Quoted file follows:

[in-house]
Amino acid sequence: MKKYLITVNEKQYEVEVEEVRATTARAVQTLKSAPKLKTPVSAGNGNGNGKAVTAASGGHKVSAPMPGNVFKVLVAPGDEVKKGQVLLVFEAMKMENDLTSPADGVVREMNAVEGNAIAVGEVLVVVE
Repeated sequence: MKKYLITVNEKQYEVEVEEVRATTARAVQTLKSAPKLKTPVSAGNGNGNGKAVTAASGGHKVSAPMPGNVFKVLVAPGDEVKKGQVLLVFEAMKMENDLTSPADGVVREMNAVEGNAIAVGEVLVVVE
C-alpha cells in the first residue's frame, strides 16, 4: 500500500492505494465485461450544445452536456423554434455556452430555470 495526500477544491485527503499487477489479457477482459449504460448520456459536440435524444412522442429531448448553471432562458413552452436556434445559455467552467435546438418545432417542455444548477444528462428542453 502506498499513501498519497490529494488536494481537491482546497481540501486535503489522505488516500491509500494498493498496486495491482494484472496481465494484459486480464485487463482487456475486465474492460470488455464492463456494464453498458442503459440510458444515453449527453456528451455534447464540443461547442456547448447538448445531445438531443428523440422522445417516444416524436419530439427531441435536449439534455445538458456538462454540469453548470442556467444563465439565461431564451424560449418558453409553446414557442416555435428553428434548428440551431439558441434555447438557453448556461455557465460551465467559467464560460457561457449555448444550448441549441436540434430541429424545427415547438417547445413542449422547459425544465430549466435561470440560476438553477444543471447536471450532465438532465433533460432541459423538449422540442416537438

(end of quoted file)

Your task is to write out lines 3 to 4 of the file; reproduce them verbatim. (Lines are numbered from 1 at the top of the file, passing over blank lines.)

Repeated sequence: MKKYLITVNEKQYEVEVEEVRATTARAVQTLKSAPKLKTPVSAGNGNGNGKAVTAASGGHKVSAPMPGNVFKVLVAPGDEVKKGQVLLVFEAMKMENDLTSPADGVVREMNAVEGNAIAVGEVLVVVE
C-alpha cells in the first residue's frame, strides 16, 4: 500500500492505494465485461450544445452536456423554434455556452430555470 495526500477544491485527503499487477489479457477482459449504460448520456459536440435524444412522442429531448448553471432562458413552452436556434445559455467552467435546438418545432417542455444548477444528462428542453 502506498499513501498519497490529494488536494481537491482546497481540501486535503489522505488516500491509500494498493498496486495491482494484472496481465494484459486480464485487463482487456475486465474492460470488455464492463456494464453498458442503459440510458444515453449527453456528451455534447464540443461547442456547448447538448445531445438531443428523440422522445417516444416524436419530439427531441435536449439534455445538458456538462454540469453548470442556467444563465439565461431564451424560449418558453409553446414557442416555435428553428434548428440551431439558441434555447438557453448556461455557465460551465467559467464560460457561457449555448444550448441549441436540434430541429424545427415547438417547445413542449422547459425544465430549466435561470440560476438553477444543471447536471450532465438532465433533460432541459423538449422540442416537438